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Politics

After building a friendship, Bush stands by Musharraf

By Washington Post
Published November 18, 2007


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WASHINGTON - Even before he walked through the door at the Waldorf-Astoria in New York for his first face-to-face meeting with President Bush in 2001, Pervez Musharraf was something of a hero within the administration for his decisive stand against the Taliban and al-Qaida after the Sept. 11terrorist attacks.

Over the course of a dozen private meetings and numerous phone conversations since then, the savvy and well-spoken Pakistani president has made a point of cementing his personal relationship with Bush. Musharraf has regaled the U.S. president with stories of his youth in Punjab, his empathy for rank-and-file soldiers, and his desire to reform the education system in Pakistan, according to individuals familiar with those conversations.

"I think (the president) took an instant liking to Musharraf," former Deputy Secretary of State Richard Armitage said. "At a key moment for us, we gave Musharraf a very tough series of choices, and he came down on our side. He is blunt, and Bush likes that."

Bush's personal investment in the Pakistani president, once seen as an asset in the administration's "global war on terror," is now seen as a liability for both leaders in Washington and Pakistan, where Musharraf's assumption of emergency powers and crackdown on opponents have triggered a political crisis in one of the United States' most important allies.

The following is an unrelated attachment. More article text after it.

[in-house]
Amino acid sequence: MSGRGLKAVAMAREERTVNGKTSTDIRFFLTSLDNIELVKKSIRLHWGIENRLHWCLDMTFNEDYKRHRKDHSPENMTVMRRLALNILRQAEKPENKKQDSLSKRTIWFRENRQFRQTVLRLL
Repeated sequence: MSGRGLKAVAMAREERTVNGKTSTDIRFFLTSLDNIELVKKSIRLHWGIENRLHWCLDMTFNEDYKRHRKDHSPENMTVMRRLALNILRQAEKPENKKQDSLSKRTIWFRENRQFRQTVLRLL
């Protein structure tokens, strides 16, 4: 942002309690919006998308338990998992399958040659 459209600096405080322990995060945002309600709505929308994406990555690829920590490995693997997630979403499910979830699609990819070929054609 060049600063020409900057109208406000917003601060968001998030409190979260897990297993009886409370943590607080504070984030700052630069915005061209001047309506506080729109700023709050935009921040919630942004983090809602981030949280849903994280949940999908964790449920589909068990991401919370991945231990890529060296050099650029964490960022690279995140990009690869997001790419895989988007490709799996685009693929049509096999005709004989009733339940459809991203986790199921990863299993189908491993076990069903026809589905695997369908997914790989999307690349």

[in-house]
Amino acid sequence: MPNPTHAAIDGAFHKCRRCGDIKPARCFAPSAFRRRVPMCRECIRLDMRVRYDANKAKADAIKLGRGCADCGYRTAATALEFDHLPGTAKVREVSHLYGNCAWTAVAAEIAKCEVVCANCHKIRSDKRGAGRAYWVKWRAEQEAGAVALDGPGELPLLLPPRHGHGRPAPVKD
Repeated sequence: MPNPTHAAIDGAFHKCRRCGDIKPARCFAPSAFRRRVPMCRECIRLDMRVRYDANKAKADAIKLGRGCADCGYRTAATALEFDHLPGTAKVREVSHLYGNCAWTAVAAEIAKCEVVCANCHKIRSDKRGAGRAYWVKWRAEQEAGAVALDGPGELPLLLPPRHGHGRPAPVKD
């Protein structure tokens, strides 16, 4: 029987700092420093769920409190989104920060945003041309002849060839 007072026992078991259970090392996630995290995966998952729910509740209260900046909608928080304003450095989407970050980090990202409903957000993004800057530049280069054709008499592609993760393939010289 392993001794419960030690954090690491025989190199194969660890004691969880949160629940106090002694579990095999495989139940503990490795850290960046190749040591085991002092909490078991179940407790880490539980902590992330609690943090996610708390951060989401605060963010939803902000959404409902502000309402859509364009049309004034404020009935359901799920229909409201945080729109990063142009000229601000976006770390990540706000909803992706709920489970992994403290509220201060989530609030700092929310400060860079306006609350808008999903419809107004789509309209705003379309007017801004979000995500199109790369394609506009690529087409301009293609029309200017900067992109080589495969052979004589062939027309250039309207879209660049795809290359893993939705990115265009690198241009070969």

In the two weeks since the crisis began, Bush has made clear he is standing by Musharraf, offering only muted criticism of his actions and refusing to consider any significant cut in U.S. assistance, which has totaled more than $10-billion since 2001. Bush has described Musharraf as "a strong fighter against extremists and radicals" even as he has urged him to lift the state of emergency and hold elections.

Bush's response to the crisis has been shaped to a great degree by a continuing White House calculation that Musharraf represents their best chance to put Pakistan on a path to democracy and to wage an effective fight against Islamic extremists on its border with Afghanistan. The assessment does not appear to have changed much in the last two weeks, despite deep doubts from outside the administration that Musharraf remains capable of achieving either objective.

"When Musharraf has made decisions and given his word, as he did after 9/11, he has been true to his word," national security adviser Stephen Hadley said. "So there is a track record we have with this man."

Wendy Chamberlin, who served as ambassador to Pakistan during the critical months after Sept. 11, said the administration may have been justified in standing by Musharraf - but not after his recent seizure of emergency powers. "We have to make clear that our relationship is with the people of Pakistan and not with one man, and that he is not indispensable," said Chamberlin, president of the Middle East Institute, a think tank.